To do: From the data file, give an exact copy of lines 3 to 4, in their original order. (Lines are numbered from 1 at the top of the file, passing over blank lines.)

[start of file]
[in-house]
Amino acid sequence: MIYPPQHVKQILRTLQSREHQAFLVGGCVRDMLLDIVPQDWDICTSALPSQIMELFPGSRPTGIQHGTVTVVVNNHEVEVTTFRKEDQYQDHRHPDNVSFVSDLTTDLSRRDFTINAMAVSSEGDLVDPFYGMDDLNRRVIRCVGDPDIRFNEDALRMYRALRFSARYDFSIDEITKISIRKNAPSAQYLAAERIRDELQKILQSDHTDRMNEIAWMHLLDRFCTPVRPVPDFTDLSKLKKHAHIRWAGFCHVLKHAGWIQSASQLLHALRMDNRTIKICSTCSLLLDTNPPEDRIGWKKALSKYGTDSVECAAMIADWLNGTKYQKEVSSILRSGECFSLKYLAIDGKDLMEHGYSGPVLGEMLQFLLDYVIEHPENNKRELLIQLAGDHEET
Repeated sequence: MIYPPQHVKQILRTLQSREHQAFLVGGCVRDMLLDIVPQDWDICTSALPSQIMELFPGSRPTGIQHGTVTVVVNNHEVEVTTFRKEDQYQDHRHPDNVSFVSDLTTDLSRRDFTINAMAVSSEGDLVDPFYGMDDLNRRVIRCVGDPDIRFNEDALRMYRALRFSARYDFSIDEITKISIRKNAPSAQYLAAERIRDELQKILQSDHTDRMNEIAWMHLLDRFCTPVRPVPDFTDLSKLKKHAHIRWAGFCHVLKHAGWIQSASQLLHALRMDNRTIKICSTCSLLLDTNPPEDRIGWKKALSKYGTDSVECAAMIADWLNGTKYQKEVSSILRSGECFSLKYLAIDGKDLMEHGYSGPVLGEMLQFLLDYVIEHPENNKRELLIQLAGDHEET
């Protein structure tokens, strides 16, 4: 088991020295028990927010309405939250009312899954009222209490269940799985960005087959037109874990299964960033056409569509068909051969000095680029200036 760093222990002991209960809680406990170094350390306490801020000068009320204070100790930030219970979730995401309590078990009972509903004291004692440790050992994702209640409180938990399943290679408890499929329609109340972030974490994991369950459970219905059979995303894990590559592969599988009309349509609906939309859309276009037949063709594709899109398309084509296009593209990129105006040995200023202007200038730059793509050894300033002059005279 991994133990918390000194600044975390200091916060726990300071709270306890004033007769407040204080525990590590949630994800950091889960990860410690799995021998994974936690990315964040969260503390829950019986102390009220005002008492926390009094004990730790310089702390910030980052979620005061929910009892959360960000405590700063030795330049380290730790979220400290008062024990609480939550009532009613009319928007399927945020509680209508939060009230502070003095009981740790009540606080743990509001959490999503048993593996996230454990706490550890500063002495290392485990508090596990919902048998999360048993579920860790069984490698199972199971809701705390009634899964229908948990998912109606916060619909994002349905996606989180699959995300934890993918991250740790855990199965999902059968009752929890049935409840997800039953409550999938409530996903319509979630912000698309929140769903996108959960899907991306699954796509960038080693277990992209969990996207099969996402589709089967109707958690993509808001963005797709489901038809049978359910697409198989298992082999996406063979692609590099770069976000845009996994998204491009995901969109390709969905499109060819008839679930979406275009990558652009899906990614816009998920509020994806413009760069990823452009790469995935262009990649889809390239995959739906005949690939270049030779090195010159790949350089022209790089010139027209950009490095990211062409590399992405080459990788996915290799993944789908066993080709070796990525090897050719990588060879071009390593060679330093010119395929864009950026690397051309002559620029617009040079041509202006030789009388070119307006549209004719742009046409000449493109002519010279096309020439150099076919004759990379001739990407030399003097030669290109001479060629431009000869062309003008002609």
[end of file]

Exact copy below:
Repeated sequence: MIYPPQHVKQILRTLQSREHQAFLVGGCVRDMLLDIVPQDWDICTSALPSQIMELFPGSRPTGIQHGTVTVVVNNHEVEVTTFRKEDQYQDHRHPDNVSFVSDLTTDLSRRDFTINAMAVSSEGDLVDPFYGMDDLNRRVIRCVGDPDIRFNEDALRMYRALRFSARYDFSIDEITKISIRKNAPSAQYLAAERIRDELQKILQSDHTDRMNEIAWMHLLDRFCTPVRPVPDFTDLSKLKKHAHIRWAGFCHVLKHAGWIQSASQLLHALRMDNRTIKICSTCSLLLDTNPPEDRIGWKKALSKYGTDSVECAAMIADWLNGTKYQKEVSSILRSGECFSLKYLAIDGKDLMEHGYSGPVLGEMLQFLLDYVIEHPENNKRELLIQLAGDHEET
């Protein structure tokens, strides 16, 4: 088991020295028990927010309405939250009312899954009222209490269940799985960005087959037109874990299964960033056409569509068909051969000095680029200036 760093222990002991209960809680406990170094350390306490801020000068009320204070100790930030219970979730995401309590078990009972509903004291004692440790050992994702209640409180938990399943290679408890499929329609109340972030974490994991369950459970219905059979995303894990590559592969599988009309349509609906939309859309276009037949063709594709899109398309084509296009593209990129105006040995200023202007200038730059793509050894300033002059005279 991994133990918390000194600044975390200091916060726990300071709270306890004033007769407040204080525990590590949630994800950091889960990860410690799995021998994974936690990315964040969260503390829950019986102390009220005002008492926390009094004990730790310089702390910030980052979620005061929910009892959360960000405590700063030795330049380290730790979220400290008062024990609480939550009532009613009319928007399927945020509680209508939060009230502070003095009981740790009540606080743990509001959490999503048993593996996230454990706490550890500063002495290392485990508090596990919902048998999360048993579920860790069984490698199972199971809701705390009634899964229908948990998912109606916060619909994002349905996606989180699959995300934890993918991250740790855990199965999902059968009752929890049935409840997800039953409550999938409530996903319509979630912000698309929140769903996108959960899907991306699954796509960038080693277990992209969990996207099969996402589709089967109707958690993509808001963005797709489901038809049978359910697409198989298992082999996406063979692609590099770069976000845009996994998204491009995901969109390709969905499109060819008839679930979406275009990558652009899906990614816009998920509020994806413009760069990823452009790469995935262009990649889809390239995959739906005949690939270049030779090195010159790949350089022209790089010139027209950009490095990211062409590399992405080459990788996915290799993944789908066993080709070796990525090897050719990588060879071009390593060679330093010119395929864009950026690397051309002559620029617009040079041509202006030789009388070119307006549209004719742009046409000449493109002519010279096309020439150099076919004759990379001739990407030399003097030669290109001479060629431009000869062309003008002609």